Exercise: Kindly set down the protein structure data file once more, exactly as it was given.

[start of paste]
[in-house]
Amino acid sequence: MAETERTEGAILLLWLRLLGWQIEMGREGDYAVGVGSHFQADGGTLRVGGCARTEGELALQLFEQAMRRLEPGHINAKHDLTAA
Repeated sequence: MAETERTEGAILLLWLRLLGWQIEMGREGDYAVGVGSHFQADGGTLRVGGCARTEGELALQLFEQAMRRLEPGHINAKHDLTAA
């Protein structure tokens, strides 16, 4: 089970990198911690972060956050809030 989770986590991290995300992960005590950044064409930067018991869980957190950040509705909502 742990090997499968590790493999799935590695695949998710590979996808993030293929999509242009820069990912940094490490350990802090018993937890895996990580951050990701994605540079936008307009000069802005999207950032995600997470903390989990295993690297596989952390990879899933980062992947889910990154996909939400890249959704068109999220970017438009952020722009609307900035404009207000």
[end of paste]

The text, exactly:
[in-house]
Amino acid sequence: MAETERTEGAILLLWLRLLGWQIEMGREGDYAVGVGSHFQADGGTLRVGGCARTEGELALQLFEQAMRRLEPGHINAKHDLTAA
Repeated sequence: MAETERTEGAILLLWLRLLGWQIEMGREGDYAVGVGSHFQADGGTLRVGGCARTEGELALQLFEQAMRRLEPGHINAKHDLTAA
């Protein structure tokens, strides 16, 4: 089970990198911690972060956050809030 989770986590991290995300992960005590950044064409930067018991869980957190950040509705909502 742990090997499968590790493999799935590695695949998710590979996808993030293929999509242009820069990912940094490490350990802090018993937890895996990580951050990701994605540079936008307009000069802005999207950032995600997470903390989990295993690297596989952390990879899933980062992947889910990154996909939400890249959704068109999220970017438009952020722009609307900035404009207000």